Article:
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Kleeer: Get Tough: The Kleeer Anthology, 1978-1985 *

Track List

>Keeep Your Body Workin'
>Tonight's the Night (Good Time) [12" Version]
>It's Magic
>I Love to Dance
>Happy Me
>Winners [12" Single Version]
>Open Your Mind
>Your Way
>Close to You
>Get Tough
>Running Back to You
>License to Dream
>De Kleeer Ting
>Taste the Music
>De Ting Continues
>Wall to Wall
>She Said She Loves Me [12" Single Version]
>Say You'll Stay
>Next Time It's for Real
>Intimate Connection
>Go for It
>You Did It Again
>Take Your Heart Away
>Never Cry Again [12" Version]
>Lay Ya Down Ez
>Never Cry Again [Vocal/Remixed Long Version]

Album Notes

Liner Note Author: Christian John Wikane.

Recording information: Atlantic Studios, New York, NY; Duplex Sound Studios, New York City.; Golden Horn Studio, Freeport, Long Island; Power Station, New York, NY.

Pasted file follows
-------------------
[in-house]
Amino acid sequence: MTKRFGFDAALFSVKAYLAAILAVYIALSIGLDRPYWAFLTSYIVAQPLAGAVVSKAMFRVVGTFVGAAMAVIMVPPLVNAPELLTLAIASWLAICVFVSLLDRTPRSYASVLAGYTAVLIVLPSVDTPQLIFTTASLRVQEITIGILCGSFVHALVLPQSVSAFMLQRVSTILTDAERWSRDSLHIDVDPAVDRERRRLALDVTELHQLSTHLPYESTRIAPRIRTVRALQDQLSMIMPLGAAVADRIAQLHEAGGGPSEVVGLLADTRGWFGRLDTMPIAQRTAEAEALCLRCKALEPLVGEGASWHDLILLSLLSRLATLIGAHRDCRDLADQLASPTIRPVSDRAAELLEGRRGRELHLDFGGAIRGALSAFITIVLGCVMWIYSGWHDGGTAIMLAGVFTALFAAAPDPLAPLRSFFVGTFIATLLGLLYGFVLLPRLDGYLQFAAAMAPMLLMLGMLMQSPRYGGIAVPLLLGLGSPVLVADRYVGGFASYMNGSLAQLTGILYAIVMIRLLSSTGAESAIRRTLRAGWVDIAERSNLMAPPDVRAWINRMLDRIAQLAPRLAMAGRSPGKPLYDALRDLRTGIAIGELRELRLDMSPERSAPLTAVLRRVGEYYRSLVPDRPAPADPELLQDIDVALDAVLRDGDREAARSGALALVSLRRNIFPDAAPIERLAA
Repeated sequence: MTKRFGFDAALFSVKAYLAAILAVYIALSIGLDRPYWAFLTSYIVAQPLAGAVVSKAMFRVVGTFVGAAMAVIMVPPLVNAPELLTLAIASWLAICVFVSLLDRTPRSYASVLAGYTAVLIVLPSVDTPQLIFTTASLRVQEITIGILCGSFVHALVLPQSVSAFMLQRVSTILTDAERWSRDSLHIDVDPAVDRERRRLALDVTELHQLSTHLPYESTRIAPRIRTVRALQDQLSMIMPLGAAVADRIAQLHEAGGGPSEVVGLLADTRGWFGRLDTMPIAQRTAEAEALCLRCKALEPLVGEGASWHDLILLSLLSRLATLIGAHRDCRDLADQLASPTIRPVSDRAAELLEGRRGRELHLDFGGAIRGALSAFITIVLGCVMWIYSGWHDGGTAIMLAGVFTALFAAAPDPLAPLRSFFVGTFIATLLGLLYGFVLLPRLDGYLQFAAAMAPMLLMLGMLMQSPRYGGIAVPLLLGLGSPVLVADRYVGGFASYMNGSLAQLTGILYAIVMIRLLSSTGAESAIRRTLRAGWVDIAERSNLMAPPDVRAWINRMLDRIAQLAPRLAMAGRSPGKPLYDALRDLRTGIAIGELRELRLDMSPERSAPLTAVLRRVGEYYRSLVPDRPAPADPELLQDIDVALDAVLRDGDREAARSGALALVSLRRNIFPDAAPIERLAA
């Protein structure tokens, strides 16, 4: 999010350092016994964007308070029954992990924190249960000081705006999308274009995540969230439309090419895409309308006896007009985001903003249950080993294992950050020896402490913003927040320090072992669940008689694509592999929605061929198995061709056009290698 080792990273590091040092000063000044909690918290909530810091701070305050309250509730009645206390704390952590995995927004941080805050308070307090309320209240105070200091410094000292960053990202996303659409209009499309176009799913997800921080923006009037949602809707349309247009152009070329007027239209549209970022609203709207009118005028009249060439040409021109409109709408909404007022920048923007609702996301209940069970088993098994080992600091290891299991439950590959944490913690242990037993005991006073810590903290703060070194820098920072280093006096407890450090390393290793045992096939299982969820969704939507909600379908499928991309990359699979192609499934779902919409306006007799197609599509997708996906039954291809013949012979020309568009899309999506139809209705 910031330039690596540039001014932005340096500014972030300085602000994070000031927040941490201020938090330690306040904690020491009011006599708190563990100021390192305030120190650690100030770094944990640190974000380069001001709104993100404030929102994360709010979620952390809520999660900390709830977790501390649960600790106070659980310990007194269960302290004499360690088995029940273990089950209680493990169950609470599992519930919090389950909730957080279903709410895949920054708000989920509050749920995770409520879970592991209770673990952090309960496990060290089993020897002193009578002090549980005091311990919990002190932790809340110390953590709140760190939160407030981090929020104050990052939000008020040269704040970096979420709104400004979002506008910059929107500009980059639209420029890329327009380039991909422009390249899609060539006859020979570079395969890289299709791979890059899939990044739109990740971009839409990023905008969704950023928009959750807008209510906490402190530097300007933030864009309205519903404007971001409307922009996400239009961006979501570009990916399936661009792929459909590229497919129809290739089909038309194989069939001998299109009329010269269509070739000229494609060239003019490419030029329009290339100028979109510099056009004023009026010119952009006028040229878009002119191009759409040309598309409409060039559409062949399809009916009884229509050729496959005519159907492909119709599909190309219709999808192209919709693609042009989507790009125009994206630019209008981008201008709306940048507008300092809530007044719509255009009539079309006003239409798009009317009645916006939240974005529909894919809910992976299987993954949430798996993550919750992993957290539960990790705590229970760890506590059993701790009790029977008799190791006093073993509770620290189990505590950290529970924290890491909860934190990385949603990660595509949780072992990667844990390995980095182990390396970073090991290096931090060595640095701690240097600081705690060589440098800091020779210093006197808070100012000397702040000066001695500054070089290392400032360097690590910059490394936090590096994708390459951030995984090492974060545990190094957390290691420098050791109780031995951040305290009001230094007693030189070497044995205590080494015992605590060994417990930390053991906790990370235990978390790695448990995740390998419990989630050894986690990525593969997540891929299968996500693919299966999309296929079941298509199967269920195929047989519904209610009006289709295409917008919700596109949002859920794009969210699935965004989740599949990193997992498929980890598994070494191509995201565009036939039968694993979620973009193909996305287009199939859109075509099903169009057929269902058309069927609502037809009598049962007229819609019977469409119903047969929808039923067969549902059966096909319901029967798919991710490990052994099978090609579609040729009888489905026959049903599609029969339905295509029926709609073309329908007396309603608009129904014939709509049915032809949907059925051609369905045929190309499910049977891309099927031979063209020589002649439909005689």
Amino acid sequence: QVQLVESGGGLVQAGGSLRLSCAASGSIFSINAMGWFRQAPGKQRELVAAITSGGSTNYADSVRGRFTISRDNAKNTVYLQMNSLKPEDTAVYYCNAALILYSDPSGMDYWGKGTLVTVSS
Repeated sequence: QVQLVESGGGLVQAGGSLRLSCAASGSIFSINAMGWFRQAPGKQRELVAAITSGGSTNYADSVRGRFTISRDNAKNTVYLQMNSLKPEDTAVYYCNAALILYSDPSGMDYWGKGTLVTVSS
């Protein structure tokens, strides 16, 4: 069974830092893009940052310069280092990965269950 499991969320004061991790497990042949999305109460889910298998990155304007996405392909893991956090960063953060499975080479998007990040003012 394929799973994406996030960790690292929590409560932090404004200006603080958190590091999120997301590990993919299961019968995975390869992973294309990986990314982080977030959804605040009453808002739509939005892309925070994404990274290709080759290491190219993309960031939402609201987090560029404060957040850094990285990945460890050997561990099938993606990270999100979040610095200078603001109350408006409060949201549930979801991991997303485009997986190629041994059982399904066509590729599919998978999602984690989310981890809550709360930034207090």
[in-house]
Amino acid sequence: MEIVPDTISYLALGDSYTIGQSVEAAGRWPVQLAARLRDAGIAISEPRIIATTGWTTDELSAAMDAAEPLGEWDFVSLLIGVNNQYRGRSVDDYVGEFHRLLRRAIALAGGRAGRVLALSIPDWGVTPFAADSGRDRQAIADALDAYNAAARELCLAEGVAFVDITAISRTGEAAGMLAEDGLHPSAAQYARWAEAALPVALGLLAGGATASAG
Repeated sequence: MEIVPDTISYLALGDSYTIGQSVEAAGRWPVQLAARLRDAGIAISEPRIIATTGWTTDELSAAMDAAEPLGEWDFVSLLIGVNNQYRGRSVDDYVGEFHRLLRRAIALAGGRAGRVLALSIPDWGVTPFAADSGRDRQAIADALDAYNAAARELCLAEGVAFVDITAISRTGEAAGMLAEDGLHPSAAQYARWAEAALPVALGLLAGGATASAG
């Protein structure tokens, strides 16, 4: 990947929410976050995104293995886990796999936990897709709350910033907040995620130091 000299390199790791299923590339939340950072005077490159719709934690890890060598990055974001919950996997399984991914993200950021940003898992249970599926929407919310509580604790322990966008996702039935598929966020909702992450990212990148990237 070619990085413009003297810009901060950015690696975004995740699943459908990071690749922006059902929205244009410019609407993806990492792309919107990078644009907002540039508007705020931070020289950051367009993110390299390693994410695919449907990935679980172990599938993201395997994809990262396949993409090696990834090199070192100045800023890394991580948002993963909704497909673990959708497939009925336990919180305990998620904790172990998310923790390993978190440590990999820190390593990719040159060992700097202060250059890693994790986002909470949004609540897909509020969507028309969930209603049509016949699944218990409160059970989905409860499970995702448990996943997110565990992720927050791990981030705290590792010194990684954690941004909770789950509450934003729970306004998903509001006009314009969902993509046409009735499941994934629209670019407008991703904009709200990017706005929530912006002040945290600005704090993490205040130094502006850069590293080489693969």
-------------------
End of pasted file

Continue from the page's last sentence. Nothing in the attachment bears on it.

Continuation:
Although Kleeer never had a major hit, they were among the most skilled and consistent disco-funk bands to debut during the late '70s, and they easily adapted to the rapid developments in post-disco R&B through the mid-'80s. Sequenced chronologically, the 28-track Get Tough: The Kleeer Anthology, 1978-1985 contains all 12 Kleeer songs that hit Billboard's R&B chart. Early singles such as "Keeep Your Body Workin'" and "Open Your Mind" were respectively as off the wall as Cameo and as sophisticated as Chic, while later Eumir Deodato collaborations like "Intimate Connection" offered machine funk as cold-blooded as that of Rick James (a fan who contributed some synthesizer to "She Said She Loves Me," also included here). The generous helping of non-charting singles and album cuts is judiciously selected, accurately heavier on the earlier and later albums while lighter on the two crammed into 1982. There was much more to Kleeer than the A-sides. Among the deeper highlights are the airy "Happy Me," featuring an alluring lead turn from Isabelle Coles (with support from Luther Vandross and Jocelyn Brown), the hard-grooving "Wall to Wall," and the slip-and-slide vocoder slow jam "Tonight," which has inspired West Coast artists such as DJ Quik and Sa-Ra across decades. After Kleeer reached the end of a seven-year, seven-album lifespan, their catalog was reissued on compact disc in fragmentary and wildly inconsistent fashion by several catalog labels, even though the band recorded for Atlantic alone. Back in 1998, Rhino delivered an ideal single-disc anthology, The Very Best of Kleeer, but this BBR release presents a significantly larger, more colorful picture, topped with in-depth liner notes that incorporate retrospective commentary from surviving bandmembers Paul Crutchfield and Richard Lee. ~ Andy Kellman


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